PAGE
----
KELLY: The I-Really-Don't-Care-Do-You jacket...

BENNETT: Exactly.

KELLY: ...Which ended up stealing all the headlines from that trip. You were on that trip, right?

BENNETT: I was on that trip, exactly.

KELLY: Yeah. How do you know what Melania Trump's views are? And she's given one on-the-record gaggle.

BENNETT: Right. So covering Melania Trump is a difficult beat because her...

KELLY: We should say you're the only member of the White House press corps who covers her full time as your focus. Go on.

BENNETT: Right. So it's become my job to figure out her nonverbal clues, understand from a few sentences a deeper meaning, sort of looking into her past to understand her present.

KELLY: How much access do you get?

BENNETT: Well, I'm on every trip. Wherever she goes, I go. But in terms of access, this is a first lady who has only really done a couple of sit-down interviews. She is not a fan of the press. She's wary of the press. She doesn't feel it's her responsibility or that she owes the public interviews. I think that she's not interested at all in doing that.

KELLY: Another thing that I am deeply curious about is how she handles the reported infidelities, the multiple women who have come forward and made allegations - credible allegations - of sexual misconduct, that "Access Hollywood" tape. How does she deal with all that?

BENNETT: Not like most political spouses before her. I mean, we have not seen her sit on a couch and do a deep interview about her marriage to try to sort of put a Band-Aid on things the way we've seen other political spouses do it. You know, she canceled a trip to Switzerland. Her office told me it was because of scheduling, but it was certainly during that time. She took a separate motorcade, which was unheard of, from the White House to the Capitol for his State of the Union address.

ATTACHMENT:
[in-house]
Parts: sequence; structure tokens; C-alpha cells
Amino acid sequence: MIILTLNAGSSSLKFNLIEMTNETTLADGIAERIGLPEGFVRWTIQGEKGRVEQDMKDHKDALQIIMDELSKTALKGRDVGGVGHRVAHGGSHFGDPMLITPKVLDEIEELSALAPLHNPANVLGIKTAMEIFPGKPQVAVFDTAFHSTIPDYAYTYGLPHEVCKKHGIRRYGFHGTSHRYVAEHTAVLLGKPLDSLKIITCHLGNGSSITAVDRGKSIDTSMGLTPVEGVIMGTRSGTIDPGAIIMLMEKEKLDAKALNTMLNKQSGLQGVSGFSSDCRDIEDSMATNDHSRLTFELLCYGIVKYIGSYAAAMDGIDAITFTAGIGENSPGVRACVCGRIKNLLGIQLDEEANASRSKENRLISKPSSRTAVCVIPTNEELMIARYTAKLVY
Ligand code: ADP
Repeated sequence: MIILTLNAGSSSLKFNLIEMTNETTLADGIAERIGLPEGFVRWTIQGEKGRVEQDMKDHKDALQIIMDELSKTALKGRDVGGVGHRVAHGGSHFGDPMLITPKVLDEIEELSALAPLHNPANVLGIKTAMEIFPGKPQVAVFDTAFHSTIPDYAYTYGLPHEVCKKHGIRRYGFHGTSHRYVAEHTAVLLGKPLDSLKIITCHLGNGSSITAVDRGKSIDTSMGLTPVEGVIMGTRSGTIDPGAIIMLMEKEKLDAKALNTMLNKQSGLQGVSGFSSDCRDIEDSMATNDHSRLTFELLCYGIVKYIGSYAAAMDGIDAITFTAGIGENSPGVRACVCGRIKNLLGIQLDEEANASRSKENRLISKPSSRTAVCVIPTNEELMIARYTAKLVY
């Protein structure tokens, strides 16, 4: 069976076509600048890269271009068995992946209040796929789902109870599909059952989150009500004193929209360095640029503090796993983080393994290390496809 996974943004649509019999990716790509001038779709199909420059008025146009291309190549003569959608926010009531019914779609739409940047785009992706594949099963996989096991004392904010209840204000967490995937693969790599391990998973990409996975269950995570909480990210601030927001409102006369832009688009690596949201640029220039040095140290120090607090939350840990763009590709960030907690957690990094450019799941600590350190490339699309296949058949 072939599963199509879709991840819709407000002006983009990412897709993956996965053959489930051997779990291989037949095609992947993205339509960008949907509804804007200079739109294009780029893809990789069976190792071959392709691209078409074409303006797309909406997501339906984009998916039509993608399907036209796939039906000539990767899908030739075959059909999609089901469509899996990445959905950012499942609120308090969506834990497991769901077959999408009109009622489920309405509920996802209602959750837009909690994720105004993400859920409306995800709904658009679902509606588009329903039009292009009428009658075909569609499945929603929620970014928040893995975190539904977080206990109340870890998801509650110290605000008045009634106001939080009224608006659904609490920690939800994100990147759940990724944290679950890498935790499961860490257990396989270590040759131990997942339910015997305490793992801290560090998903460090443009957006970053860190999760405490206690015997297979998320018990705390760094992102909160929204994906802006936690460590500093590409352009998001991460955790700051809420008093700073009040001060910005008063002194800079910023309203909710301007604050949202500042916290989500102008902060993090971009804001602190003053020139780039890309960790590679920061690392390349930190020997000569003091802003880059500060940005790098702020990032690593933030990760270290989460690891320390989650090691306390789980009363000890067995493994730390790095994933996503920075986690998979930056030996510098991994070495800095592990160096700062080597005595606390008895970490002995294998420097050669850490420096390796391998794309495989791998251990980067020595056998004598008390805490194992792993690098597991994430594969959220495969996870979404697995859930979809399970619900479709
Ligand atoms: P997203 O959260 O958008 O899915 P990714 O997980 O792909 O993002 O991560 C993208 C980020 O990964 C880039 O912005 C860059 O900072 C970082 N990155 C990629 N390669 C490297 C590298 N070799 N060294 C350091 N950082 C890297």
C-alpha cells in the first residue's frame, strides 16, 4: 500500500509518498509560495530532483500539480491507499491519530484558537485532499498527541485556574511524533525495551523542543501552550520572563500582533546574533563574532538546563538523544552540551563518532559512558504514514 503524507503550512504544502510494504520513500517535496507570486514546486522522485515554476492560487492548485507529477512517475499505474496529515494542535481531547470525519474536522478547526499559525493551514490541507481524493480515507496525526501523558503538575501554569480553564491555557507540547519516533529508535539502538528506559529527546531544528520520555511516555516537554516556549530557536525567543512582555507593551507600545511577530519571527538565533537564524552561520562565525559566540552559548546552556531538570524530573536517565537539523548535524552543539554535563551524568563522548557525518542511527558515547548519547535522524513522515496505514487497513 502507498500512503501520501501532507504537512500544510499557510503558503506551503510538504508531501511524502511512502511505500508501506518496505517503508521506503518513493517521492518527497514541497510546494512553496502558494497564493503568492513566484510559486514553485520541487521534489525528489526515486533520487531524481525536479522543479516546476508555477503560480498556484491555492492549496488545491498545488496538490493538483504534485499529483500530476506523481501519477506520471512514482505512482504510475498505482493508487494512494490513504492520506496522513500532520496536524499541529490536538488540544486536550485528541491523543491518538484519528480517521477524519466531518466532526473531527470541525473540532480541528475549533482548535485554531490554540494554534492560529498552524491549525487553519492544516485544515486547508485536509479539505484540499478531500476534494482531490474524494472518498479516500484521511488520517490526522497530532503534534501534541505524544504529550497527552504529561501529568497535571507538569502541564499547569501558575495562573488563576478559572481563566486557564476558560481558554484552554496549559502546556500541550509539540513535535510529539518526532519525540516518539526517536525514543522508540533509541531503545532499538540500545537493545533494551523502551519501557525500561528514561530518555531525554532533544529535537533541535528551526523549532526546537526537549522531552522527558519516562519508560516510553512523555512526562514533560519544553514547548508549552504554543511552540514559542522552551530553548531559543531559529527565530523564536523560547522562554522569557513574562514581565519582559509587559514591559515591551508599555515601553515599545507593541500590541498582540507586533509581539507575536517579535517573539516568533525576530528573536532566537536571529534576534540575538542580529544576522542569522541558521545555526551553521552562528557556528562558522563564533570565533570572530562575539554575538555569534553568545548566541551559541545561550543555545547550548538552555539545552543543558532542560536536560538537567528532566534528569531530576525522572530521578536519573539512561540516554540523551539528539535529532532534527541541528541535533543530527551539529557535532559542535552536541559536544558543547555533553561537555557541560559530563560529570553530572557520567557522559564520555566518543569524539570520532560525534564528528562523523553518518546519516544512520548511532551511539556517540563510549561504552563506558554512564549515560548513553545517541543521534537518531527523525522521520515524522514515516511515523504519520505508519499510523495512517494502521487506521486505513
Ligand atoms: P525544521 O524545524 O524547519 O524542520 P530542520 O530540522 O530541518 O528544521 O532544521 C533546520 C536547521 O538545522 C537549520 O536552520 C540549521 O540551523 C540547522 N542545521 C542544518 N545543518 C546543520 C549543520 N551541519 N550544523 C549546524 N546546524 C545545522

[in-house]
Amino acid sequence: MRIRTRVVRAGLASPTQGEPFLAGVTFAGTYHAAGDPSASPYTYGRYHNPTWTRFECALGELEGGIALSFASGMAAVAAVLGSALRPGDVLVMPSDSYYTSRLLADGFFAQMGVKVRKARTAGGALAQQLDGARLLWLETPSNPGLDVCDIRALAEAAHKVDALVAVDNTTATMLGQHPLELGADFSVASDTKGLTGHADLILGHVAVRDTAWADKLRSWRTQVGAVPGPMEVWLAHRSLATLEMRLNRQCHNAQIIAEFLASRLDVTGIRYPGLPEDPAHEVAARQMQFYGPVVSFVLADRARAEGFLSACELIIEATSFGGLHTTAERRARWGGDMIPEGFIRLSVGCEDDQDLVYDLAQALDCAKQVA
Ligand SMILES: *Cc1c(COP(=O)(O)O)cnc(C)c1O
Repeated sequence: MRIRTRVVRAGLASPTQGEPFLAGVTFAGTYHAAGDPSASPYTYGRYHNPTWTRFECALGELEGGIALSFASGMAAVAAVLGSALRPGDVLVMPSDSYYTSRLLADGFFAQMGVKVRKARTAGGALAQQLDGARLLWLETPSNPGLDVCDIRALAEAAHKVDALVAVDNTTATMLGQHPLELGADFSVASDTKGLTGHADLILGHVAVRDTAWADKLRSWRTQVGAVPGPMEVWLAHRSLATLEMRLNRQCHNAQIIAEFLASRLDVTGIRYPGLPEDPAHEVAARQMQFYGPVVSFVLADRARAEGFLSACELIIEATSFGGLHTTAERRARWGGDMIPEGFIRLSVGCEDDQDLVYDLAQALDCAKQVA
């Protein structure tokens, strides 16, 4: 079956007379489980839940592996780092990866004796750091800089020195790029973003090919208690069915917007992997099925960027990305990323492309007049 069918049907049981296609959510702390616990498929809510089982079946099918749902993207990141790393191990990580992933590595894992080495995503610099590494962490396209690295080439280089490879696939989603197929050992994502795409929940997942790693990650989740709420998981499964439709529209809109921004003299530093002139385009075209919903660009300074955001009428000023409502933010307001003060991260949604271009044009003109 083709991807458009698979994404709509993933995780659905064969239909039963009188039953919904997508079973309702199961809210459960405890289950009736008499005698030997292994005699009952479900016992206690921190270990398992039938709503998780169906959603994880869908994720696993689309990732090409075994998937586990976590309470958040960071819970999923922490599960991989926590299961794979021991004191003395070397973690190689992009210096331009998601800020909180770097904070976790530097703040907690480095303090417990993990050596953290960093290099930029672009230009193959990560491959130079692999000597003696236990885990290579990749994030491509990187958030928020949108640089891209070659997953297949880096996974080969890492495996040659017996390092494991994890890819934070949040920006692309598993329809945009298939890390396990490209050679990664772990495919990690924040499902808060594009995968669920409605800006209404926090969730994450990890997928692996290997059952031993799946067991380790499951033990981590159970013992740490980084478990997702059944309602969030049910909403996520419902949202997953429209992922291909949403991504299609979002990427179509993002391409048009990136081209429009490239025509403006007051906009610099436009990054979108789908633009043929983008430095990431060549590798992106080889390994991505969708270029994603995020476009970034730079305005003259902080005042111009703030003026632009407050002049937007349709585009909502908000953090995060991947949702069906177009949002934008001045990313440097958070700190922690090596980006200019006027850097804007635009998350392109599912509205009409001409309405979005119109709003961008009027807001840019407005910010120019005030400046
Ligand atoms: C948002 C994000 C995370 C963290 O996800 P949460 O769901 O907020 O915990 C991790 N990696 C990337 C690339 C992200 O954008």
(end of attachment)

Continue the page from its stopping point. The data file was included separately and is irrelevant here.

I remember going to the news desk when I got that tip that she was going separately and saying, the first lady's taking a separate motorcade to the Hill, and being told, no, no, no, Kate. They go together. They go together. I said, no, no, no. You're not hearing me. She is taking a separate motorcade to the Hill.

KELLY: You argue in the book that she is in many ways an unlikely feminist. Is this part of what you were talking about? Make the case.

BENNETT: Yeah, I do think that. I think that in so many ways, first ladies are given this very antiquated role, this job that there's no real description. There's no salary. You're expected to be this and also this, but not too much this, and maybe a little more of this. And I think Melania Trump has held true to who she really is.

Right from the bat, didn't move to the White House. I mean, that was a jaw-dropper, and people right away took that as she doesn't like him. She hates Washington. She doesn't want to be first lady. But she just did it on her own terms. I think she could block out the noise.